Preparation of DNR-Tf-NPs

PEG-PLL-PLGA-NPs were provided by School of Pharmacy, Nanjing University of Technology. The DNR-NPs were synthesized according to the previously published paper of our group using a double-emulsion solvent evaporation/diffusion method.18 DNR-NPs were extracted using ultracentrifuge for 30 minutes (4°C, 1,500 rpm) and well dissolved in phosphate-buffered saline (PBS) by ultrasound treatment for 30 seconds. Tf was added (Tf/PEG-PLL-PLGA molar ratio 8:1) and stirred at room temperature for 3 hours to conjugate with the surface of DNR-NPs via N,N-carbonyldiimidazole of PEG. Thereafter, DNR-Tf-NPs were extracted and the disperse system was centrifuged for 30 minutes (4°C, 1,500 rpm). The average diameter and polydispersity index were measured by laser particle size analyzer. The morphological characteristics of NPs were observed under transmission electron microscope. The drug loadings were calculated by the ratio of the actual amount of DNR encapsulated to the total amounts of DNR-Tf-NPs. The entrapment efficiencies were calculated as the actual amount of DNR encapsulated versus the theoretical amount in DNR-Tf-NPs, respectively.18

Cell culture and establishment of hypoxic model

The human chronic myeloid leukemia cell K562 was provided by the Institute of Hematology, Chinese Academy of Medical Sciences (Beijing, People’s Republic of China). K562 cells were maintained in Roswell Park Memorial Institute 1640 medium with 10% fetal bovine serum, 100 U/mL penicillin, and 100 μg/mL streptomycin (Sigma-Aldrich) at 37°C in a humidified 5% CO2 atmosphere. For hypoxia conditions, cells were cultured for 24 hours in a sealed chamber flushed with a gas mixture (94% N2, 5% CO2, and 1% O2).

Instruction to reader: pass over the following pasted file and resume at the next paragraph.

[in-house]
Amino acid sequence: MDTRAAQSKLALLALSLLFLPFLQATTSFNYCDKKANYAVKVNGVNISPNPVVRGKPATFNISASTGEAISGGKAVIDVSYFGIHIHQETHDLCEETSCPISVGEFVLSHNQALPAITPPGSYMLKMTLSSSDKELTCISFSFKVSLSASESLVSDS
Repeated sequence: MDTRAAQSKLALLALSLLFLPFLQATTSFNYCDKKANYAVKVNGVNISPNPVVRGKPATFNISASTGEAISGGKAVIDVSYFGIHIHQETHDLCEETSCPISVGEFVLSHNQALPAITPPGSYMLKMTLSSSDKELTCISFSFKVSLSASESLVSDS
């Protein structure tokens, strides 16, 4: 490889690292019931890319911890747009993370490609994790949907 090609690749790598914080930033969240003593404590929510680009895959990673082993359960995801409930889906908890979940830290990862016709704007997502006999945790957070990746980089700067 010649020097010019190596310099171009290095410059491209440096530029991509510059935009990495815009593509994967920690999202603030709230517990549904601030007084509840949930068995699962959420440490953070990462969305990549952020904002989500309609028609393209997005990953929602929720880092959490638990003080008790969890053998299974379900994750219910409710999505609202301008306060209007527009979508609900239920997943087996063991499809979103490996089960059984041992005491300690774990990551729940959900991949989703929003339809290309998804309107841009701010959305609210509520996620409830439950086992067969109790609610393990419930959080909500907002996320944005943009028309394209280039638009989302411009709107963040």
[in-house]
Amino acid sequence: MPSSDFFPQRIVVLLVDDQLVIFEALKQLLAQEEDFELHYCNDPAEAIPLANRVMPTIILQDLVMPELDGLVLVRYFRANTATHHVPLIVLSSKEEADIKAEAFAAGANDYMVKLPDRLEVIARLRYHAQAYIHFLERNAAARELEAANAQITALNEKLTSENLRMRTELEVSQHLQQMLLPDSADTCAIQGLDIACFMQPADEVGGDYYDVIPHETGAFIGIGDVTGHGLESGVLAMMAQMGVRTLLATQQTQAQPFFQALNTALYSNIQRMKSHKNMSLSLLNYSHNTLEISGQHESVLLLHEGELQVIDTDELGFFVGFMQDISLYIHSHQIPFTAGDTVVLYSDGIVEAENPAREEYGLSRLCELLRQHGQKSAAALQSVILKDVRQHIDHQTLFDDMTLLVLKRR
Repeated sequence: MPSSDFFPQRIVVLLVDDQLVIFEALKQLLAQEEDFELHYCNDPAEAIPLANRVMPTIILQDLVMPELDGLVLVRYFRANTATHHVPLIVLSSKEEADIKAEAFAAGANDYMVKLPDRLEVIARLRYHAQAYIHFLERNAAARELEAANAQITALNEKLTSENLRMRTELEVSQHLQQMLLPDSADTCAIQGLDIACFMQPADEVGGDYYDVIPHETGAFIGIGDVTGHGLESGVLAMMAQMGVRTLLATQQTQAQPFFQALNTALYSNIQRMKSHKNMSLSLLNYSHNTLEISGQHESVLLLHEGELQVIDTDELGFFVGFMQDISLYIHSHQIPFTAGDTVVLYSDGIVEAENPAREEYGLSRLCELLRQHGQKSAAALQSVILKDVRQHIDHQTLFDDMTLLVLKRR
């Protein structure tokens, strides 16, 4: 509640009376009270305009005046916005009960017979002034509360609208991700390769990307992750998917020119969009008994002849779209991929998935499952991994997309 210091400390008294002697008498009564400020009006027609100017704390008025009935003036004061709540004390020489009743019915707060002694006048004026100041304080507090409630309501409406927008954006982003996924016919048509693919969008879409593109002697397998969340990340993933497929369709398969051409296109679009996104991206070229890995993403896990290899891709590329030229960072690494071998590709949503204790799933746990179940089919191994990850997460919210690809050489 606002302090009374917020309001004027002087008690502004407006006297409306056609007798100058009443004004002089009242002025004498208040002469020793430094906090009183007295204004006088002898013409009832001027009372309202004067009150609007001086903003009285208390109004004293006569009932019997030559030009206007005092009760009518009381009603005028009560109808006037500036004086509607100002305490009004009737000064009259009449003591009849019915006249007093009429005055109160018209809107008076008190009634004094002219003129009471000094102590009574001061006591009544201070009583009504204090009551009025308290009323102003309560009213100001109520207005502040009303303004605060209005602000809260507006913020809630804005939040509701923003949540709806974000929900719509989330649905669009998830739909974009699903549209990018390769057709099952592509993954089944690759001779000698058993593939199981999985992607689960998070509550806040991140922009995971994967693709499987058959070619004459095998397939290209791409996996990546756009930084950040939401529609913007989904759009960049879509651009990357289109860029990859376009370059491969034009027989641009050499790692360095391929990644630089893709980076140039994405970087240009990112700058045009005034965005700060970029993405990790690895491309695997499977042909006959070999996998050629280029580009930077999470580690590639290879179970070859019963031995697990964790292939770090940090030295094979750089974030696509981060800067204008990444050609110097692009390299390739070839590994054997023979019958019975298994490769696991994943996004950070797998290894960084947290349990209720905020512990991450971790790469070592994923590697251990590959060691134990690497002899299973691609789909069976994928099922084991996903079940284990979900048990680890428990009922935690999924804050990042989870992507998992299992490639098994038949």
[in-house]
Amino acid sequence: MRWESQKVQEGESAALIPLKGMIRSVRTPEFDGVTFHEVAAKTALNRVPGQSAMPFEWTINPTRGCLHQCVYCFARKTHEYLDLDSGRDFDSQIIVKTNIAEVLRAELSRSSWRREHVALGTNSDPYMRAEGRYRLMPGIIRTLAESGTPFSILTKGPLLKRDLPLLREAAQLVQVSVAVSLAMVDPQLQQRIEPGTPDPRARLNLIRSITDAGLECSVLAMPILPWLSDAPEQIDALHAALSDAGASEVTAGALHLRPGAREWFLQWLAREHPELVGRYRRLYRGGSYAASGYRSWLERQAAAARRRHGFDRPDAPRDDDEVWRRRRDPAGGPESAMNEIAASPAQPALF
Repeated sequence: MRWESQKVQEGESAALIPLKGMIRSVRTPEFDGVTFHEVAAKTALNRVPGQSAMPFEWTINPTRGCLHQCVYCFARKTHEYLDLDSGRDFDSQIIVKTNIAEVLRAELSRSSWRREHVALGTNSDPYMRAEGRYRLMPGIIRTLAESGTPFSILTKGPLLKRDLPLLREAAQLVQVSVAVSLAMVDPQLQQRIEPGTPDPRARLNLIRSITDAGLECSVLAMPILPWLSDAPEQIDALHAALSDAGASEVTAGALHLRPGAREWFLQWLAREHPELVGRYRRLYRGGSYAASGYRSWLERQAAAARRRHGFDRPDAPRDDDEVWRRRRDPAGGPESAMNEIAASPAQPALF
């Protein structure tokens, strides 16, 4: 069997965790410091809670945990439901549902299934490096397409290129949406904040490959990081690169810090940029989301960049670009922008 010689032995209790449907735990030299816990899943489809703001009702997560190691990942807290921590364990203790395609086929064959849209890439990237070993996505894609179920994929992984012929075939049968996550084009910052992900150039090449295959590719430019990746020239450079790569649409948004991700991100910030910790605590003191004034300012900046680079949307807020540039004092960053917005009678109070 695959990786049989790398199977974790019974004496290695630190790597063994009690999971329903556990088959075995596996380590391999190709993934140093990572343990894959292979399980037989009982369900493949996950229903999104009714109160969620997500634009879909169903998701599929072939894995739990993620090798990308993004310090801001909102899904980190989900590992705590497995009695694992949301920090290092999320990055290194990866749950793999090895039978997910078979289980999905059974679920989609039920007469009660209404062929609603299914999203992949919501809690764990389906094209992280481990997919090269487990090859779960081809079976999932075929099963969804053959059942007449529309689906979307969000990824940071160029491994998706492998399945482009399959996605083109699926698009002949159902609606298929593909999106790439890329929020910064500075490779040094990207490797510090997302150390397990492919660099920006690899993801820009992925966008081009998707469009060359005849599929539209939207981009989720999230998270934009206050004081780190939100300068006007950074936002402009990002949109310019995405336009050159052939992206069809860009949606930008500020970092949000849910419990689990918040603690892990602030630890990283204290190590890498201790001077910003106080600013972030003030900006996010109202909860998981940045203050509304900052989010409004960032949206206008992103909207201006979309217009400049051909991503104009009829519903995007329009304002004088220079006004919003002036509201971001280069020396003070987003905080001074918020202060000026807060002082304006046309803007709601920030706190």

TfR expression analysis on K562 cells

TfR expression on the surface of K562 cells incubated under normoxic and hypoxic conditions for 24 hours was evaluated by a direct immunofluorescence staining procedure. After being washed with ice-cold PBS twice, K562 cells were suspended with binding buffer and incubated with monoclonal antihuman TfR-fluorescein isothiocyanate at 37°C in the dark for 30 minutes. The expression of TfR was observed by fluorescence microscopy and ultimately analyzed by FACSCalibur flow cytometry (Becton, Dickinson and Company, Franklin Lakes, NJ, USA).

Fluorescence intensity of intracellular DNR

K562 cells were incubated with DNR, DNR-NPs, and Tf-DNR-NPs with equivalent concentration of DNR for 24 hours. Cells were collected and washed three times with ice-cold PBS and suspended with 500 μL of PBS. Intracellular accumulation of drug was detected by FACSCalibur flow cytometry at excitation/emission wavelengths of 488/575 nm. The relative fluorescence intensity (RFI) was calculated as FItreated cells/FIcontrol cells.

MTT assay for drug sensitivity